An evergreen rhododendron blooms before roses in June. He was seated near the porch. Over the years, it has grown so much that it even interferes with walking. When he was small, I covered him with spruce branches for the winter. Then he got under the ice, and nothing happened to him. Since then, I no longer cover the rhododendron for the winter. A mole has been living under it for several years. I think he is calm there, since I do not loosen the soil under this bush, but only add compost and faded inflorescences.

The flower garden that is behind the fence on the stones, I covered with spruce branches for the winter. All plants - phlox, lilies, daylilies, irises, astrantia, periwinkle, asparagus, chamomile. Once in the spring, when the snow melted, I saw that the spruce branches were not there - they had stolen it back in the fall. Since then I have not covered my flower plants. And the roses also ceased to cover.

When the ice melts, so much water flows from other areas to our neighbors through our site that you can sail on a boat. Both roses and grapes fall under this stream, but, fortunately, they are alive and well. Nearby phloxes. In this case, they also do not die, but then you have to tinker with them so that in a year they bloom in full force.

Peonies on the plot create a special aura.When I pass these plants, I will definitely tell them something affectionate. This is not a flower, but some kind of riddle.

On the site, I definitely leave 2-3 balsam plants, since bumblebees in the fall collect nectar on it until the last opportunity. They can hardly crawl, it's time to rest, but it's a pity to leave such prey. And the second reason why I keep balsam on the site is also valid. The balsam shoots its seeds in different directions, and in the spring around a large area is completely covered with seedlings. I let them grow up to 20-30 cm in height and then remove them with the roots. At this age, their roots smell like iodine. There are many such plants, they all go to compost.

Hydrangeas are one of the favorite plants on the site. I leave the dacha in mid-October, and they all bloom, albeit not with August beauty, but with autumn beauty. I have two hydrangeas - large-leaved and paniculate.

Perennial onions grow in the same bed, and around are bearded irises. Irises are fading, next to them is a large aconite bush ("white boots"), it throws out tall flower stalks and then blooms until late autumn. And bumblebees on it expanse. And perennial onions themselves bloom beautifully - slime, Altai, fragrant. I don't remove their flowers, because for some reason a lot of insects, small and large, gather there, and the seeds then fall off them. And so the planting is rejuvenated by the self-seeding method. And I don't have to buy seeds and sow them again.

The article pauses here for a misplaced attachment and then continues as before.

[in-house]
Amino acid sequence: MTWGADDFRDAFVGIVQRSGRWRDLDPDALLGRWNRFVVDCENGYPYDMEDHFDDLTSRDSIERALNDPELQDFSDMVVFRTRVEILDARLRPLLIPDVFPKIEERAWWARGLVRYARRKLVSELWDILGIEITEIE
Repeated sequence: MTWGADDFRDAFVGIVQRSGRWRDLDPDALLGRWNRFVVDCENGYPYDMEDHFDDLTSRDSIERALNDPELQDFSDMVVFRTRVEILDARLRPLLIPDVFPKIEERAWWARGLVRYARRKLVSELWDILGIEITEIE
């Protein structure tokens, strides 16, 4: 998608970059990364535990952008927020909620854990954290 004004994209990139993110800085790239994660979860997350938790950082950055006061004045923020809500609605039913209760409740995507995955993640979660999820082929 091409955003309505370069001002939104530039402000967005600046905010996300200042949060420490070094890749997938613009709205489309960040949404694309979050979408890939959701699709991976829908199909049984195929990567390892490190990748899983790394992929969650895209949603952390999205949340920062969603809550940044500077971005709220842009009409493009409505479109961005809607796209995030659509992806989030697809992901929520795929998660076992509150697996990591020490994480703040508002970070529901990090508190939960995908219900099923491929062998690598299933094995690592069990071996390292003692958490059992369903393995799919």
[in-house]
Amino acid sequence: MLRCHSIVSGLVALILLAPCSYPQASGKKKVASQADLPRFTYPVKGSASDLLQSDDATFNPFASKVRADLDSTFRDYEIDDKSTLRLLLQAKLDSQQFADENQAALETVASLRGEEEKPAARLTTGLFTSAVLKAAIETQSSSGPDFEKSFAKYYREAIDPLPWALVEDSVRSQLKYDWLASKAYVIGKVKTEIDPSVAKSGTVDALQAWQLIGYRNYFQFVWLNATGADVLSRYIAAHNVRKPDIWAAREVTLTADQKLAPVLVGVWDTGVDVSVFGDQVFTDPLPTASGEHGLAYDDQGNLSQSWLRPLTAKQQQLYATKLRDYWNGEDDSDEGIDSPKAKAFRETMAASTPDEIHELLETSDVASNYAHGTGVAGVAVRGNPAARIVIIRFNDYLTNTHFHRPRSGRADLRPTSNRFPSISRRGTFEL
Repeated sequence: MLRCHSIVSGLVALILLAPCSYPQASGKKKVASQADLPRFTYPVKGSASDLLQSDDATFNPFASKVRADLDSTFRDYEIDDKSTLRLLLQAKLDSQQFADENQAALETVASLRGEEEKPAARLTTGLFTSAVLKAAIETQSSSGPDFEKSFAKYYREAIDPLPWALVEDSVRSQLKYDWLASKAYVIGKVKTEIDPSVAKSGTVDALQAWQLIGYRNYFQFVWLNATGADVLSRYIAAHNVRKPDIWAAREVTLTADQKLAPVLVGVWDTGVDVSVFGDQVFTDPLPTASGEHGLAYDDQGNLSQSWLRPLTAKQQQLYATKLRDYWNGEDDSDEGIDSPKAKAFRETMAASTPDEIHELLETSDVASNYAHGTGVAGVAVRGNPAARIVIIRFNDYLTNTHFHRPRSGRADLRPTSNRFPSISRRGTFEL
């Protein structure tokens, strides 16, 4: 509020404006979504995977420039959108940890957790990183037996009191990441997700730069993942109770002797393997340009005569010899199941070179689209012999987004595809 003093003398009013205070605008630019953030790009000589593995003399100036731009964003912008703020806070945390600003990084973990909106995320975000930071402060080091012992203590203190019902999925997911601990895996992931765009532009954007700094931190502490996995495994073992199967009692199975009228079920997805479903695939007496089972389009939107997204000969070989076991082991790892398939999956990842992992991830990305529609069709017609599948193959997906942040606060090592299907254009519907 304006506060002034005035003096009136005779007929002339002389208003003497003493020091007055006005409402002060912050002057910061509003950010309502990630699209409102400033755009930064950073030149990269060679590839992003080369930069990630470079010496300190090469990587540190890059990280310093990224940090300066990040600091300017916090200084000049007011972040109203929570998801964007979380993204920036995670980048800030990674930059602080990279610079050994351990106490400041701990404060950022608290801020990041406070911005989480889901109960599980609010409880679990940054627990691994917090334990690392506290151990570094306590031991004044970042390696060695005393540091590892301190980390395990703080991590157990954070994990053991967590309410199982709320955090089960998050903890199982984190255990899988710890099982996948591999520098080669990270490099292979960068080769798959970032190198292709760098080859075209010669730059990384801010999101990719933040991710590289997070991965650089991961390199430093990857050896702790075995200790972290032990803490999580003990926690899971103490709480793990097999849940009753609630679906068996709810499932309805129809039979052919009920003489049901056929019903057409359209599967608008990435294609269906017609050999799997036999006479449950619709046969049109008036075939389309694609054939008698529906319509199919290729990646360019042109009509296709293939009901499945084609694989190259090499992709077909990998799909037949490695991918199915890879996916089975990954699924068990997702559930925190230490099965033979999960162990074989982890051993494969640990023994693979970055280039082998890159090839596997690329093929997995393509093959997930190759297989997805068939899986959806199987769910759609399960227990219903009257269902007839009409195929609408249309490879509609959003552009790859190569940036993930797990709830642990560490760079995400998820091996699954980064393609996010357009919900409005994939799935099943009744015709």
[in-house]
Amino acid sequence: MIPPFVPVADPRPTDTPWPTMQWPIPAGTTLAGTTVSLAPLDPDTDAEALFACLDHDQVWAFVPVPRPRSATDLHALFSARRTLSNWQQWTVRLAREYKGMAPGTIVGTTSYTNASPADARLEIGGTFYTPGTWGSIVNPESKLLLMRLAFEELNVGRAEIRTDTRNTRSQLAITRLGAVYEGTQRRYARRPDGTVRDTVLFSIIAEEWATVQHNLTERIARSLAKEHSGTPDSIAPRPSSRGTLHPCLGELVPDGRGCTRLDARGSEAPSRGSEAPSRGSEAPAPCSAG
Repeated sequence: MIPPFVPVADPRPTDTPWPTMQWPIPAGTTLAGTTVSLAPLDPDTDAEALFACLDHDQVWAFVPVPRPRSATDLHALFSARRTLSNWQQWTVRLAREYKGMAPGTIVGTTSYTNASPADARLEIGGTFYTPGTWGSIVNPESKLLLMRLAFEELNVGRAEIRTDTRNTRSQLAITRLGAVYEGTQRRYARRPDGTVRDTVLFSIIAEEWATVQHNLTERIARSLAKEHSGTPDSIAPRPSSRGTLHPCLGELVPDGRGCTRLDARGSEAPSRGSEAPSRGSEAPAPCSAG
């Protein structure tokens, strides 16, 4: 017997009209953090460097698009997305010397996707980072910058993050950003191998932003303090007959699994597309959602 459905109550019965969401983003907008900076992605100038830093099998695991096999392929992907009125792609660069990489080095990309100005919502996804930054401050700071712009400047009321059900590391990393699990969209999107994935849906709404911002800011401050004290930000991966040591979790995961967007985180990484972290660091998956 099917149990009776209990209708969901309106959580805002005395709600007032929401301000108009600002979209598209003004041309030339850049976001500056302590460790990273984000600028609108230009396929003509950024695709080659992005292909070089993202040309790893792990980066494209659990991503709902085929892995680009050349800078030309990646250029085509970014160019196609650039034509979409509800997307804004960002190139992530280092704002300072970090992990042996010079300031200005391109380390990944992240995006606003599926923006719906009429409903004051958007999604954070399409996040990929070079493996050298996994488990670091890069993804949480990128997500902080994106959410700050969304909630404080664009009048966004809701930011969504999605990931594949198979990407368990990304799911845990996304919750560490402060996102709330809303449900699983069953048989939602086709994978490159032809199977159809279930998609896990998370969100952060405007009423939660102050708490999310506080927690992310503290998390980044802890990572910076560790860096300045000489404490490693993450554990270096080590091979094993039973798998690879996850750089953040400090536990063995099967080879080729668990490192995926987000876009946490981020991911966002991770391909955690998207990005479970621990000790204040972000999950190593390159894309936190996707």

Now there are very beautiful varieties of daylilies that bloom for a very long time. In fact, their flower usually opens up in full force for one day, which is why people call it a beautiful day, but I have it in partial shade, and especially if it's rainy weather, it can bloom for 2-3 days. The flower stalks of the daylily are powerful, a lot of flowers are laid, so the flowering stretches for almost a month. I also have an old variety of daylily, it sits in the sun, I did not transplant it, i.e. have not rejuvenated for 23 years. Here his flower opens only for one day.

Delphiniums of any color delight the eyes with their severity - they stand at attention, like soldiers. Of course, I, like many gardeners, was fond of gladioli, as well as more exotic plants - cannes. I picked a place on the site so that the cannes bloom. I could see their flowers only after planting near the wall of the house. However, the flowering was so modest that I realized: this plant is not for me, this is not Rostov-on-Don.

In the magazine "Flora Pricee" # 7 in 2012, I wrote that annuals require the most labor and time. I have been fond of growing these flowers for many years. I really liked the petunia. At one time, the seeds of a simple crimson petunia were on sale. Sow it, then check it three times over the summer - it will fill the entire area around. She also grew ornamental cabbage - each plant is not similar to each other, and it grows until the winter frosts. There was also nimesia on my site - what tenderness lies in its flowers. And they are all different!

But everything has its time. Age leads to limitations in many ways. Now on the site I have the most unpretentious annuals left: calendula, marigolds (I have been growing them since the age of 13) and a lot of nasturtium.

My favorite tree is larch. Our site is small for tree planting. But I still planted the larch, and my husband installed a bench near it. I will sit there for a minute, stroke its twig - and as if I have visited my small homeland.

I talked about flowers in my life. And all the same, when I fall asleep, in my eyes there are not white acacia with chestnuts, not roses with rhododendrons, not honeysuckle with hydrangea, but a dwarf birch tree clings to its legs, white cloudberry flowers glow, wild rosemary blossoms, and I see the fruits of large blueberries.

Louise Klimtseva,
experienced gardener


Catalog

In June, the splendor of the blooming peonies was gradually replaced by the splendor of the lilies in July - this made a very impressive impression.